Read the lease/rental agreement very carefully. Have someone explain it to you, if necessary. It is a legal document that states the “rules” you must follow to continue living in the apartment. Make sure that your roommate or roommates sign the lease also so they will be held equally responsible. Keep a copy of the lease/rental agreement so you can refer to it if needed. A lease usually requires that you must live there and pay rent for a certain amount of time; the most common leases are for 6 months, a full year, or month-to-month. If you decide to move, you must wait until the lease is up.
There are advantages and disadvantages that you should consider before signing a lease. A lease gives you protection that a month-to-month rental agreement does not. In a month-to-month rental agreement, the landlord can evict you, raise your rent, or change other terms of the agreement simply by giving you a minimum of 30 days notice of the intended action. With a lease, you are assured that you can stay in the apartment for the specific period of time agreed to and the rent cannot be raised during this time unless the lease includes arrangements to do so. Be sure to consider the time commitment you are making with a lease – is it realistic?
If you decide to move out, you usually have to give the landlord notice 30 days in advance, even if your roommate is staying. The lease will state how much advance notice you must give the landlord.
If you decide to “break” the lease, meaning you decide to move out before your lease is completed, you are still responsible for paying the rent. Some landlords may let you do this without paying penalties, but don’t count on it! If a situation arises where you need to break your lease, talk to your landlord and try to work something out.
For a young person who is starting out and has not established a credit history, the landlord might require an older, more established person to co-sign the lease. If you handle the situation properly, renting an apartment can be the start of a good credit history. When you move out, you can use your former landlord as a reference on the application form for a new apartment. Landlords and apartment managers check out your previous rental history when making a decision on whether to rent to you.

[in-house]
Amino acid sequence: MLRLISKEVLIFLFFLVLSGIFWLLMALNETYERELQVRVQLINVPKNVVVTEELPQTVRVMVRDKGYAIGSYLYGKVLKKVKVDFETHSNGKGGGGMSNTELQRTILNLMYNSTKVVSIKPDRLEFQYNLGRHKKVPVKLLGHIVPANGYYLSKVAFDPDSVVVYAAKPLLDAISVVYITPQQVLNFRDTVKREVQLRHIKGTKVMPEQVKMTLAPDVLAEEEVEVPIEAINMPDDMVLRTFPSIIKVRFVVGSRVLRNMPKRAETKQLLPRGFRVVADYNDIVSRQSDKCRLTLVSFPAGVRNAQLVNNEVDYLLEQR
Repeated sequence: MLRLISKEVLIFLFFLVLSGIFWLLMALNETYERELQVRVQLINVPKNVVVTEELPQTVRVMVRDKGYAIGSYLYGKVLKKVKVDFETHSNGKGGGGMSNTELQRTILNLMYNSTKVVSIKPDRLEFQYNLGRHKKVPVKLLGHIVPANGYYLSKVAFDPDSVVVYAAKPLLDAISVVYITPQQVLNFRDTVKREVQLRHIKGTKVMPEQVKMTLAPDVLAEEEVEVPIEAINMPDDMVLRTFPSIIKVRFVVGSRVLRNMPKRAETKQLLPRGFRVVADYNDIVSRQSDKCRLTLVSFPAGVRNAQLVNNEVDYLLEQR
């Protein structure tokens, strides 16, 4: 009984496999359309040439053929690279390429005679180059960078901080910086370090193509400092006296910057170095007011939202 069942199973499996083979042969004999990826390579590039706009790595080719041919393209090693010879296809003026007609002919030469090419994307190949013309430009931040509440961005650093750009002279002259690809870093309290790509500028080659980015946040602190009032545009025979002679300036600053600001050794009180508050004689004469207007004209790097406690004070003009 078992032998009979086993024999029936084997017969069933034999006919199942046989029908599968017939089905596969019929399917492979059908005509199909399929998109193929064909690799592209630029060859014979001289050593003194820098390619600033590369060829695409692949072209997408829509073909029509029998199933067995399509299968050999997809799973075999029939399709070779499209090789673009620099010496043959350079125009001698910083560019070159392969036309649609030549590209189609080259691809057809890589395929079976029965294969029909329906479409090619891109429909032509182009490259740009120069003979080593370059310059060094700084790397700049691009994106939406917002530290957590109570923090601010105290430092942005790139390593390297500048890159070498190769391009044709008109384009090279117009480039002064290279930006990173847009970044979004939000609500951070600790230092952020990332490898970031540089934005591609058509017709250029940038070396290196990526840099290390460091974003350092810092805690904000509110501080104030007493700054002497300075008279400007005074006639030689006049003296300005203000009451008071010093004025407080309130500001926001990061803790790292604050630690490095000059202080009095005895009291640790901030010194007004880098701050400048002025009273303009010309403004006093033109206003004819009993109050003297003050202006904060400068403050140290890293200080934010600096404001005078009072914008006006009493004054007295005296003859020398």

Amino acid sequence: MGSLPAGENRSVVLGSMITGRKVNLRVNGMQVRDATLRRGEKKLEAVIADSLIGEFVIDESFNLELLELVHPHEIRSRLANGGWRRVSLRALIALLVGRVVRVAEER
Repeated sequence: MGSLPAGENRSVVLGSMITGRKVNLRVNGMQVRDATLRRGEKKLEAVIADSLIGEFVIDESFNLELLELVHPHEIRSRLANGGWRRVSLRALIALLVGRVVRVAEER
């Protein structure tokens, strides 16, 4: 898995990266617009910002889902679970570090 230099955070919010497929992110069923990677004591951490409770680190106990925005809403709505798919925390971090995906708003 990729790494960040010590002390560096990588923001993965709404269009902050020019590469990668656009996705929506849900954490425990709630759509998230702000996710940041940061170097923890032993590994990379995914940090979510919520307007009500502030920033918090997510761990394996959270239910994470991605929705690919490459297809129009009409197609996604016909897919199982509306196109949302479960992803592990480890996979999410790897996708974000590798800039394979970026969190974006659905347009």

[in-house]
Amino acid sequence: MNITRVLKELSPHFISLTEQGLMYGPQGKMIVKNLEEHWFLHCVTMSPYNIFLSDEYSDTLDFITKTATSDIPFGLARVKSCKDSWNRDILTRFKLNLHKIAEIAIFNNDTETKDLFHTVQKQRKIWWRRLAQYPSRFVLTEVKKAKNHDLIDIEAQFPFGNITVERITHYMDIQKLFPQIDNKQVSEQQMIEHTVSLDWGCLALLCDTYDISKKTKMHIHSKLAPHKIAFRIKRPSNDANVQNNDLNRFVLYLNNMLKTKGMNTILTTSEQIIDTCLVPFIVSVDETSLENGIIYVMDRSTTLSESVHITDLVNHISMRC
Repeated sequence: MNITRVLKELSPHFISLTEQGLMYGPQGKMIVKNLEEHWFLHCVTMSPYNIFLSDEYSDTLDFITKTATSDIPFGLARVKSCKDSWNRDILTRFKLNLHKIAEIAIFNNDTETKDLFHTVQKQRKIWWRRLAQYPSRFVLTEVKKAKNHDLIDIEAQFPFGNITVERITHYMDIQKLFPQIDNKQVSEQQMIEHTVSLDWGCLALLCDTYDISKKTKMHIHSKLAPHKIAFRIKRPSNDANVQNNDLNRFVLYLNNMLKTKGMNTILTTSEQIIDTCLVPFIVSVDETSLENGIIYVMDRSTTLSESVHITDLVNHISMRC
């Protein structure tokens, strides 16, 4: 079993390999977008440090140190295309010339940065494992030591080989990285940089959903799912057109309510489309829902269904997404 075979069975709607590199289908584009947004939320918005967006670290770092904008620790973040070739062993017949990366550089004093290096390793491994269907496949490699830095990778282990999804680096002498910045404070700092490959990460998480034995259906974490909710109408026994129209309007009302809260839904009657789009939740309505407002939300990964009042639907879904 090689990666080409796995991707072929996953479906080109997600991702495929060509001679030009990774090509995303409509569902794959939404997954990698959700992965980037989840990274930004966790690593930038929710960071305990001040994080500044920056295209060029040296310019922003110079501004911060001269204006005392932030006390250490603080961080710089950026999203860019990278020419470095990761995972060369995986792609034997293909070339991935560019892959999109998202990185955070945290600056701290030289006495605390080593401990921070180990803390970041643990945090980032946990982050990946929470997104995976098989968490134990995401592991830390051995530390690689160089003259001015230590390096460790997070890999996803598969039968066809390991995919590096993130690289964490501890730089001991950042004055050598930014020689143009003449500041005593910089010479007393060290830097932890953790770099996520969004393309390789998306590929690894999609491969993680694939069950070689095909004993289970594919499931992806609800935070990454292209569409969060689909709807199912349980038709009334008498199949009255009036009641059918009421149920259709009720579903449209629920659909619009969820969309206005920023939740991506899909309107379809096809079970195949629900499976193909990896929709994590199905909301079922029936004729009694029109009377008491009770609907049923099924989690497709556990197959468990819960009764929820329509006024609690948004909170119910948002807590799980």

When can the rent be raised?
It depends. In a rental agreement, your landlord can raise your rent any amount if he/she gives you proper written notice. You must be notified of the increase at least 30 days in advance of the increase. If you have a lease, your landlord cannot raise your rent unless there is a provision for this in the lease agreement. Of course, when your lease is up, the new lease may call for a different amount of rent.
When can the landlord enter my home?
You have a basic right of privacy, which your landlord should respect. Your landlord may enter your place only in the following cases: In an emergency To make necessary or agreed upon repairs, decorations, alterations or improvements To supply necessary or agreed upon services To show the unit to prospective buyers, tenants or repair workers. When you have abandoned or given up the premises As a result of a court order
What if I get evicted?
When a landlord wants you to leave the unit, he/she must first give you written notice. If you don’t move out, the landlord’s second step is to sue you in court. A landlord legally cannot walk into your residence and physically remove you or lock you out if you do not move when he/she said to. They must go through the courts first.